In the frontcourt, Arizona has arguably the most talented rotation in the country except for maybe Wisconsin or Kentucky. The most talented of the group is 6'7 Stanley Johnson, an explosive wing who can play anywhere from shooting guard to power forward depending on whether Arizona plays smaller or bigger. He is joined by Brandon Ashley, a rangy forward with a great shooting touch. Ashley broke his foot last year when the Wildcats were 21-0 and has fully recovered based on the tremendous junior year campaign he has waged up to this point. The final starter is Kaleb Tarczewski, a legit 7-footer with good touch around the basket who brings an added level of toughness.
Off the bench, Rondae Hollis-Jefferson is basically the de-facto sixth starter for Arizona. He came off the bench last season and Coach Miller likes him in this role. He brings tremendous energy, is an elite athlete, and continues to improve his jump shot. Beyond these six, no other player averages more than 15 minutes or 4 points off the bench. Miller will go deeper than six, so expect Elliott Pitts and Parker Jackson-Cartwright to play limited minutes in the backcourt and Dusan Ristic will likely be the only big man off the bench.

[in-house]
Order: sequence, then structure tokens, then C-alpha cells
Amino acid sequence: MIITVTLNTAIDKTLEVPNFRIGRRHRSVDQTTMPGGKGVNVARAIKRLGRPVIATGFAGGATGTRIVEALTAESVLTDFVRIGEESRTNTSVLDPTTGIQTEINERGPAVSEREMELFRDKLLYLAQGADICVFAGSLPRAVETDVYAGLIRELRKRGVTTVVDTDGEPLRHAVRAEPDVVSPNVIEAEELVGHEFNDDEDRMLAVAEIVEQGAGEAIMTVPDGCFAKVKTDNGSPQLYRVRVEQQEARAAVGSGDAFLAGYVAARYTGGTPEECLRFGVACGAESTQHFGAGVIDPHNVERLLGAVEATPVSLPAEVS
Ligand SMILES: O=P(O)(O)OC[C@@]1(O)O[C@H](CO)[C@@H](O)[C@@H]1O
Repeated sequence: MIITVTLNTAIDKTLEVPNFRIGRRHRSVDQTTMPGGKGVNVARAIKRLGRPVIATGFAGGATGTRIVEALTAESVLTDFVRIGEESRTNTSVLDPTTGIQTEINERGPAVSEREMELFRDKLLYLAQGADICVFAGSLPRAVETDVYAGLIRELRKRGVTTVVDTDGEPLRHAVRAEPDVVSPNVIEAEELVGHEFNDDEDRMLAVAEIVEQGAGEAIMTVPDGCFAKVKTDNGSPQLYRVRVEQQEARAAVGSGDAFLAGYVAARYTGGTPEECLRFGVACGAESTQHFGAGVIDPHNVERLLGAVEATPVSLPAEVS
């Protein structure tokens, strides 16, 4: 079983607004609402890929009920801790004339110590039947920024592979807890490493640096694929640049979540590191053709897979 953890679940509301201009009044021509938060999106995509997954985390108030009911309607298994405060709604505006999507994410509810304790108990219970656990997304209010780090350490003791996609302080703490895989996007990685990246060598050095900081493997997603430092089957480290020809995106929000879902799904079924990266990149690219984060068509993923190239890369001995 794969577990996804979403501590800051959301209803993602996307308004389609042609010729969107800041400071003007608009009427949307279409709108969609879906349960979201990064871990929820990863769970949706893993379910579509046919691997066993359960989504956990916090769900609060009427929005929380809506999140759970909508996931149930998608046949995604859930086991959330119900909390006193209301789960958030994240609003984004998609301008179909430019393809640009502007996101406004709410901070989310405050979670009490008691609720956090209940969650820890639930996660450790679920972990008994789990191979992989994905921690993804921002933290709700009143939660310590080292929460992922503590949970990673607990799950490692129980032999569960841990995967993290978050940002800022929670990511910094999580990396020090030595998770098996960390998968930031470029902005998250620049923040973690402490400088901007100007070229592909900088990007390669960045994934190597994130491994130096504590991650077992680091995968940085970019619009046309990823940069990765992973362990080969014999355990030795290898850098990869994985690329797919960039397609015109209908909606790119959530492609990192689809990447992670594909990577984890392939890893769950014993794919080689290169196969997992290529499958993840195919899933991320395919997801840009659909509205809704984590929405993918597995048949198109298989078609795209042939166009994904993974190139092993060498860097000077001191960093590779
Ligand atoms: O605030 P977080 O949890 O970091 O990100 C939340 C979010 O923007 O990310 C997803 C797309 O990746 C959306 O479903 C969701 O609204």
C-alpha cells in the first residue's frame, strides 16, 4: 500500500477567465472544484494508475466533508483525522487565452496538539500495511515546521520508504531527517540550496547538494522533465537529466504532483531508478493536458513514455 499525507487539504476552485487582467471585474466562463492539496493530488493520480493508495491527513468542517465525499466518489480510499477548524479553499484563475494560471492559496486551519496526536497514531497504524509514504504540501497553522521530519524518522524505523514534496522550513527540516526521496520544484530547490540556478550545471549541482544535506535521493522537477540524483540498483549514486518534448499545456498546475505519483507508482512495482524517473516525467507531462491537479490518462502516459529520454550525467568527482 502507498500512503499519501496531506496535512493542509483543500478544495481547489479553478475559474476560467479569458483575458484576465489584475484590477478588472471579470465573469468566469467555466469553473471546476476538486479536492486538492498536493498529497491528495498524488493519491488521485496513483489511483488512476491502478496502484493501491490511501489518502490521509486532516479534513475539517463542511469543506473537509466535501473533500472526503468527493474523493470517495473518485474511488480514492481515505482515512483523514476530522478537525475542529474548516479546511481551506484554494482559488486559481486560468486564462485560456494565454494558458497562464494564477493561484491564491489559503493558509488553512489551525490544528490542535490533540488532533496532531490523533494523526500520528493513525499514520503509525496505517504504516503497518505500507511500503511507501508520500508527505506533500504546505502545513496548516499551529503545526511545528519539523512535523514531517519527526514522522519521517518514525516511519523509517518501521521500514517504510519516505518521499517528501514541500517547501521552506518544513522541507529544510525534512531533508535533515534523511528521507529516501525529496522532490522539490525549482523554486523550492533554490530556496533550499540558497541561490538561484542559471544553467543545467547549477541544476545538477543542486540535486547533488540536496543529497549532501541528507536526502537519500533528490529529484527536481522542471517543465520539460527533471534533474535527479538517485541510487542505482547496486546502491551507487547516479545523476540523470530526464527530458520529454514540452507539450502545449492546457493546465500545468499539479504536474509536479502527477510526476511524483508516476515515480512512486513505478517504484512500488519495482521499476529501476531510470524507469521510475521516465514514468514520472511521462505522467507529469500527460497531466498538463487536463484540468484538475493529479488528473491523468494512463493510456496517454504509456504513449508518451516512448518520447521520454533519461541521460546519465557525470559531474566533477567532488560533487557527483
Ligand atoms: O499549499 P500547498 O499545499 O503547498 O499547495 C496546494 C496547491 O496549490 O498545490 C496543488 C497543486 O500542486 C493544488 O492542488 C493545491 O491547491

At this juncture, you'd be hard-pressed to find two teams trending more in the opposite direction. Arizona has been great all season, with two top-15 wins over San Diego State and Gonzaga. Michigan's best win is Syracuse or Oregon and neither team looks worthy of mention in the same breath at Arizona. For Michigan to win, a few issues will have to be resolved in Tucson.
First and foremost, Michigan's offensive needs a "kick in the butt." If they can only score 42 points against Eastern Michigan, should the over/under on points scored at Arizona be set at 30 or 35? The big key will be whether Zak Irvin can get out of his nasty slump. He is shooting 3-16 from 3 over his last two games, an abysmal number for a player who generally hovers around 40%. Irvin needs to have the confidence of his teammates to shoot the ball without hesitation, something the Wolverines are going to need throughout the season.